7.234 TO_BINARY_DOUBLE

Syntax

Purpose

TO_BINARY_DOUBLE converts expr to a double-precision floating-point number.

  • expr can be any expression that evaluates to a character string of type CHAR, VARCHAR2, NCHAR, or NVARCHAR2, a numeric value of type NUMBER, BINARY_FLOAT, or BINARY_DOUBLE, or null. If expr is BINARY_DOUBLE, then the function returns expr. If expr evaluates to null, then the function returns null. Otherwise, the function converts expr to a BINARY_DOUBLE value.

  • The optional DEFAULT return_value ON CONVERSION ERROR clause allows you to specify the value returned by this function if an error occurs while converting expr to BINARY_DOUBLE. This clause has no effect if an error occurs while evaluating expr. The return_value can be an expression or a bind variable, and must evaluate to a character string of type CHAR, VARCHAR2, NCHAR, or NVARCHAR2, a numeric value of type NUMBER, BINARY_FLOAT, or BINARY_DOUBLE, or null. The function converts return_value to BINARY_DOUBLE in the same way it converts expr to BINARY_DOUBLE. If return_value cannot be converted to BINARY_DOUBLE, then the function returns an error.

  • The optional 'fmt' and 'nlsparam' arguments serve the same purpose as for the TO_NUMBER function. If you specify these arguments, then expr and return_value, if specified, must each be a character string or null. If either is a character string, then the function uses the fmt and nlsparam arguments to convert the character string to a BINARY_DOUBLE value.

If expr or return_value evaluate to the following character strings, then the function converts them as follows:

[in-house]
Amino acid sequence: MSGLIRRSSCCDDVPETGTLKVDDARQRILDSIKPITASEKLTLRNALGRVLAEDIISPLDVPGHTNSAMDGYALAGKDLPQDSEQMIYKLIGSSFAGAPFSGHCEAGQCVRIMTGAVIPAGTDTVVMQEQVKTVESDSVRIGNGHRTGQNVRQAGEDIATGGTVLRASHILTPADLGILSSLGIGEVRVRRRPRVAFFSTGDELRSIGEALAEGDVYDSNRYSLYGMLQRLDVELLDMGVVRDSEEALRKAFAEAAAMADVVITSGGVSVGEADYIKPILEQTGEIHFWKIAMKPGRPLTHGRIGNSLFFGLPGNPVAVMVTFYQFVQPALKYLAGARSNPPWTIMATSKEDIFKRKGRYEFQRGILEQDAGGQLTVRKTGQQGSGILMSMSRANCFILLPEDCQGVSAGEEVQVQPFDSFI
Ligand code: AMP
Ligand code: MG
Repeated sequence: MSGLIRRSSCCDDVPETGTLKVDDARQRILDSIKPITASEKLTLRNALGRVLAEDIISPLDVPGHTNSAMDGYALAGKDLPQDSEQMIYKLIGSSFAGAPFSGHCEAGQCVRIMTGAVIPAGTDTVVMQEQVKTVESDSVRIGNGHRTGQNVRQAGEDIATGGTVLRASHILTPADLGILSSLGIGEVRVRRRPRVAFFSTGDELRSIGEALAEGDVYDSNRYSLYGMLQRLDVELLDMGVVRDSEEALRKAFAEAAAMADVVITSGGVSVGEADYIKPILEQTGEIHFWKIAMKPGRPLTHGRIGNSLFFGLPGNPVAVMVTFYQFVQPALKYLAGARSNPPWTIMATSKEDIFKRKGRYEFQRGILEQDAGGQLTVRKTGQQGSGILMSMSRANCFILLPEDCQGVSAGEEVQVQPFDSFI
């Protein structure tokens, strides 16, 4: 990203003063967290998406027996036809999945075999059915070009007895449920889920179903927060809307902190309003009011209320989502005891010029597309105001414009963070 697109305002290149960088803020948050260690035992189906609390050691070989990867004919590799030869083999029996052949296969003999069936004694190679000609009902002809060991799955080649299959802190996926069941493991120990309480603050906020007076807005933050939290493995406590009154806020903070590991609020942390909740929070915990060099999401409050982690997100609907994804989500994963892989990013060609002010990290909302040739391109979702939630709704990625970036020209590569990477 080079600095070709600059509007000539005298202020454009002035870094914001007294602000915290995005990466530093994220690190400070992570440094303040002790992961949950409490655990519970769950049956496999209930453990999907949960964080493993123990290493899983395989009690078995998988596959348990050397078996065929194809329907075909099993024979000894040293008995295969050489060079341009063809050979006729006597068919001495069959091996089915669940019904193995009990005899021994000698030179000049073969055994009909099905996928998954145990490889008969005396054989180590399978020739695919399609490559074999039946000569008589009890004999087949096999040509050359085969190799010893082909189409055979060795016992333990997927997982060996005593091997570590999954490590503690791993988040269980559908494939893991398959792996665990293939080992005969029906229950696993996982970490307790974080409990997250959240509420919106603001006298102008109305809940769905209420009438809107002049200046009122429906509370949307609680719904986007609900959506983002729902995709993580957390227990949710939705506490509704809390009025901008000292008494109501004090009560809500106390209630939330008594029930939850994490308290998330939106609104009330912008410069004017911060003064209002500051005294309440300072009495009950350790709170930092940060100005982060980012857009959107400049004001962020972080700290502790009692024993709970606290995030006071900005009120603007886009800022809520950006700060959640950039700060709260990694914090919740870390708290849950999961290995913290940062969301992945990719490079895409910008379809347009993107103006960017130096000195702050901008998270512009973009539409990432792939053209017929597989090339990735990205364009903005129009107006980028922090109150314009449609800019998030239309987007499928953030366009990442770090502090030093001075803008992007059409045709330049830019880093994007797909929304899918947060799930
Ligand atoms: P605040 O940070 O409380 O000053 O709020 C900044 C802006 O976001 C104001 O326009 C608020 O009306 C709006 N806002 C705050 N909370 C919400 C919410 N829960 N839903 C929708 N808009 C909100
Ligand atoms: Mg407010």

• The case-insensitive string 'INF' is converted to positive infinity.

  • The case-insensitive string '-INF' is converted to negative identity.

  • The case-insensitive string 'NaN' is converted to NaN (not a number).

You cannot use a floating-point number format element (F, f, D, or d) in a character string expr.

Conversions from character strings or NUMBER to BINARY_DOUBLE can be inexact, because the NUMBER and character types use decimal precision to represent the numeric value, and BINARY_DOUBLE uses binary precision.

Conversions from BINARY_FLOAT to BINARY_DOUBLE are exact.

Examples

The examples that follow are based on a table with three columns, each with a different numeric data type:

CREATE TABLE float_point_demo
  (dec_num NUMBER(10,2), bin_double BINARY_DOUBLE, bin_float BINARY_FLOAT);

INSERT INTO float_point_demo
  VALUES (1234.56,1234.56,1234.56);

SELECT * FROM float_point_demo;

   DEC_NUM BIN_DOUBLE  BIN_FLOAT
---------- ---------- ----------
   1234.56 1.235E+003 1.235E+003

The following example converts a value of data type NUMBER to a value of data type BINARY_DOUBLE:

SELECT dec_num, TO_BINARY_DOUBLE(dec_num)
  FROM float_point_demo;

   DEC_NUM TO_BINARY_DOUBLE(DEC_NUM)
---------- -------------------------
   1234.56                1.235E+003

The following example compares extracted dump information from the dec_num and bin_double columns:

SELECT DUMP(dec_num) "Decimal",
   DUMP(bin_double) "Double"
   FROM float_point_demo;

Decimal                     Double
--------------------------- ---------------------------------------------
Typ=2 Len=4: 194,13,35,57   Typ=101 Len=8: 192,147,74,61,112,163,215,10

The following example returns the default value of 0 because the specified expression cannot be converted to a BINARY_DOUBLE value:

SELECT TO_BINARY_DOUBLE('2oo' DEFAULT 0 ON CONVERSION ERROR) "Value"
  FROM DUAL;

     Value
----------
         0